Fieldfisher is one of the UK's foremost mesothelioma claims practice. We are renowned for our success and commitment in the pursuit of mesothelioma claims and other asbestos disease claims.
We have Over £30 years experience
Our mesothelioma team act on a 'no win, no fee' basis.
Our specialist team of solicitors will always visit you at home
Legal 500, a leading legal directory, describes our solicitors as:
We are aggressive in our pursuit of mesothelioma claims and asbestos disease claims against employers and their insurers for compensation. Our formidable team members are recognised as some of the UK's leading litigators. We have been involved in landmark mesothelioma cases. Our innovation and Caroline Pinfold's court success led to claimants being able to reclaim care costs on behalf of hospices as part of a mesothelioma claim.
We are proud sponsors of Mesothelioma UK, a national resource centre dedicated to providing specialist Mesothelioma information, support & improved care and treatment.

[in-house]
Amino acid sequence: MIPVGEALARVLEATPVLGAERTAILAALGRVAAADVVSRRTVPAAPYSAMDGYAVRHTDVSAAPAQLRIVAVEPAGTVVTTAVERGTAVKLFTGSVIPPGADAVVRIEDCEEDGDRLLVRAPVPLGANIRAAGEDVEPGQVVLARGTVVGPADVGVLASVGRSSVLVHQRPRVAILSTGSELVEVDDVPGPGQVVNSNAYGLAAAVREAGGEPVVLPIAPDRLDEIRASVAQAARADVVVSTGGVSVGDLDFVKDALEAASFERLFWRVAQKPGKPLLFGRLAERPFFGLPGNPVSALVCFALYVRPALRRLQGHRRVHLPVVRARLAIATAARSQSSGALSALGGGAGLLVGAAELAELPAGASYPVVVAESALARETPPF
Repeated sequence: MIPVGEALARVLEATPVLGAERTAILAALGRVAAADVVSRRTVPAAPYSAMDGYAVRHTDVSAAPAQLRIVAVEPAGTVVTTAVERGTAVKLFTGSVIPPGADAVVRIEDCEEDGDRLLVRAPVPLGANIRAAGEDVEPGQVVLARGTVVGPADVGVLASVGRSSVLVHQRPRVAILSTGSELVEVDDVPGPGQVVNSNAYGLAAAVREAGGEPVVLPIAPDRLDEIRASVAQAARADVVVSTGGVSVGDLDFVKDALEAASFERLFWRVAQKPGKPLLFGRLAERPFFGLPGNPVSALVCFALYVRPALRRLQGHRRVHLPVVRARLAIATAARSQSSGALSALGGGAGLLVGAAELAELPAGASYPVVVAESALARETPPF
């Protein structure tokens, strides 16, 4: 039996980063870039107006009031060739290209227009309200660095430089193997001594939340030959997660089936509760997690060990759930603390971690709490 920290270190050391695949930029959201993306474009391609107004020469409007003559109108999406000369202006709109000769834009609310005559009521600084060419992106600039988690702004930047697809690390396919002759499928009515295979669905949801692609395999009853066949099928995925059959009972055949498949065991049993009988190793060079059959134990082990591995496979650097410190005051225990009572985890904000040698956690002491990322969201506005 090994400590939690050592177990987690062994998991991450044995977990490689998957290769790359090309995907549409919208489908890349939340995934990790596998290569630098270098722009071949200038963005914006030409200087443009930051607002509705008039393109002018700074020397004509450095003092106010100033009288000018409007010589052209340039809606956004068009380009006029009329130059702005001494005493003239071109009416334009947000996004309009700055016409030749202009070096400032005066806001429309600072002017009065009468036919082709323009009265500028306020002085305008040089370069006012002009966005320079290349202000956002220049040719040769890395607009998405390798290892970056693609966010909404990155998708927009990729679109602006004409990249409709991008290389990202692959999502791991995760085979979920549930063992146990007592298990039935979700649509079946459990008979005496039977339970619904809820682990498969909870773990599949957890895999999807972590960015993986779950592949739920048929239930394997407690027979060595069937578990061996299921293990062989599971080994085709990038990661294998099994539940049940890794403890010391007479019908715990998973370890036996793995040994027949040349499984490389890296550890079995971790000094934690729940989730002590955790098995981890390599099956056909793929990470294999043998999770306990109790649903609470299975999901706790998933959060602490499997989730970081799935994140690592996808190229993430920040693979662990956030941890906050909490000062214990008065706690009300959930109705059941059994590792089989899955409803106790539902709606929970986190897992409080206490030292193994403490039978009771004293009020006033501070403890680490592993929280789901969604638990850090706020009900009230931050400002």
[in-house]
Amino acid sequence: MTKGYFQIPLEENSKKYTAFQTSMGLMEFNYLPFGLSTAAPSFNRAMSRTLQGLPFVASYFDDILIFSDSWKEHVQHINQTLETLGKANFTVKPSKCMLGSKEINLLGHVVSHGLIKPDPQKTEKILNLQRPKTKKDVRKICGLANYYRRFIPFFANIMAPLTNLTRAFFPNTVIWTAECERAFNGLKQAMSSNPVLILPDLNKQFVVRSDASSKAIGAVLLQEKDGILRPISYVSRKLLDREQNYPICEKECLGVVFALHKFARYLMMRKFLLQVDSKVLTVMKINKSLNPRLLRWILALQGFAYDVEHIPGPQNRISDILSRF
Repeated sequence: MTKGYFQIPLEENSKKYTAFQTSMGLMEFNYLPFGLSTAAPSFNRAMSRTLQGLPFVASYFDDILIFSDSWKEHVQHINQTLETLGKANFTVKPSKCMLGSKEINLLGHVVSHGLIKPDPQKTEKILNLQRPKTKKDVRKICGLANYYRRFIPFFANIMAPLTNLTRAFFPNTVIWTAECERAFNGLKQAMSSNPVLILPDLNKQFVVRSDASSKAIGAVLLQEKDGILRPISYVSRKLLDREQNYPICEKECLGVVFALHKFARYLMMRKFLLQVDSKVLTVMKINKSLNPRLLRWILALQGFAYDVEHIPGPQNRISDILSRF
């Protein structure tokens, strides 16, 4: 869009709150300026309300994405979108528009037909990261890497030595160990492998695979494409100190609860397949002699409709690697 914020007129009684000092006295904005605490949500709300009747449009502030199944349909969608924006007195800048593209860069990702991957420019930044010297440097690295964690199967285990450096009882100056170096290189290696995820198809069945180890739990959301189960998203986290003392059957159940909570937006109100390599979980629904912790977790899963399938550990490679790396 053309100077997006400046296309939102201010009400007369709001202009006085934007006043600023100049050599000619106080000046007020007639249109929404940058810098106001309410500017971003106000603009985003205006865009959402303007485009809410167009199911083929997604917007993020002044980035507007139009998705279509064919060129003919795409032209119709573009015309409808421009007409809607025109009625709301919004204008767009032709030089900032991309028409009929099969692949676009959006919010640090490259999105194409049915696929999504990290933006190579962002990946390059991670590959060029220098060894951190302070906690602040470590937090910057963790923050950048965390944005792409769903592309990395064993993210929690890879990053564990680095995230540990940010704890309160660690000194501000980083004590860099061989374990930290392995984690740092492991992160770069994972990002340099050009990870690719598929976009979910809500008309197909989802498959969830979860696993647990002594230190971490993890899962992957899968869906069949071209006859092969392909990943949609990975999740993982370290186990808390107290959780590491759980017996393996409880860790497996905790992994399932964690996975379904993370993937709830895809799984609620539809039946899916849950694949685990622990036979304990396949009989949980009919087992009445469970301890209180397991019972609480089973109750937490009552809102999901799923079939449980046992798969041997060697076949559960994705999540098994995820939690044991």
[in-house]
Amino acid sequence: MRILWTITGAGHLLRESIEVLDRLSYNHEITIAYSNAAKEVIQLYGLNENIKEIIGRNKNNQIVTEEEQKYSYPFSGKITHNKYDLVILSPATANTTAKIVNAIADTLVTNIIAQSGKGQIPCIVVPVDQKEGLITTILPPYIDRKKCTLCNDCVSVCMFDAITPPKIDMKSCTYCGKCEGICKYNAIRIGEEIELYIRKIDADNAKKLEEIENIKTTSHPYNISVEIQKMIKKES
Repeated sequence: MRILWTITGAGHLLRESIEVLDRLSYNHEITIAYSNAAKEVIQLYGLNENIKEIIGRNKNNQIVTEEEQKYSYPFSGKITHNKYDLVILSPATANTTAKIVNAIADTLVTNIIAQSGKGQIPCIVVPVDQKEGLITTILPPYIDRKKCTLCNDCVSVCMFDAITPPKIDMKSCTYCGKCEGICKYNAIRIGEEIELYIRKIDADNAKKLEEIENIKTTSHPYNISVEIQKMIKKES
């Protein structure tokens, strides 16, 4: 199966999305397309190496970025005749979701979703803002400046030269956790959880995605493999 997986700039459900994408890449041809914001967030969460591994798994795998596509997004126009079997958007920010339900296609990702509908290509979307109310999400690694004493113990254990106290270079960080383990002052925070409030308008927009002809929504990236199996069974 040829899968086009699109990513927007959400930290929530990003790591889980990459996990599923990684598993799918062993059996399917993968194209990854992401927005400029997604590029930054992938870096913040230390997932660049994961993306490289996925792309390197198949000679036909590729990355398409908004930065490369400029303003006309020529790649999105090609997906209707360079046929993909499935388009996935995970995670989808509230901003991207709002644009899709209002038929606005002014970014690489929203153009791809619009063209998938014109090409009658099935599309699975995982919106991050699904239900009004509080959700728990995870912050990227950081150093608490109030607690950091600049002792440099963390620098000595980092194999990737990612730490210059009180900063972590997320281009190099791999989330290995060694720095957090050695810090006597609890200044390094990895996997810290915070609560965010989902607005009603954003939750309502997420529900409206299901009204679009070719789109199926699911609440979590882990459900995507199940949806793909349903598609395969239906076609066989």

We have successfully concluded over 2,500 mesothelioma and asbestos compensation claims, recovering over £190 million in compensation on behalf of sufferers and their families, throughout the UK and abroad.
Asbestos is known as the 'silent killer', with the effects sometimes not making themselves known for 30 – 40 years after exposure.
The most common types of claims resulting from asbestos exposure are;
For more information or if you would like to discuss a potential legal claim, please don't hesitate to call us on freephone 0800 358 3848, email email@example.com or complete our short enquiry form.
What is mesothelioma?
Mesothelioma is a type of cancer that affects the lungs and the abdomen. It is a cancer of the mesothelial cells which cover the outer surface of most of our internal organs. The cells form a lining that is sometimes called the mesothelium. This is where the cancer gets it's names. Mesothelioma can develop in the tissues covering the lungs and abdomen.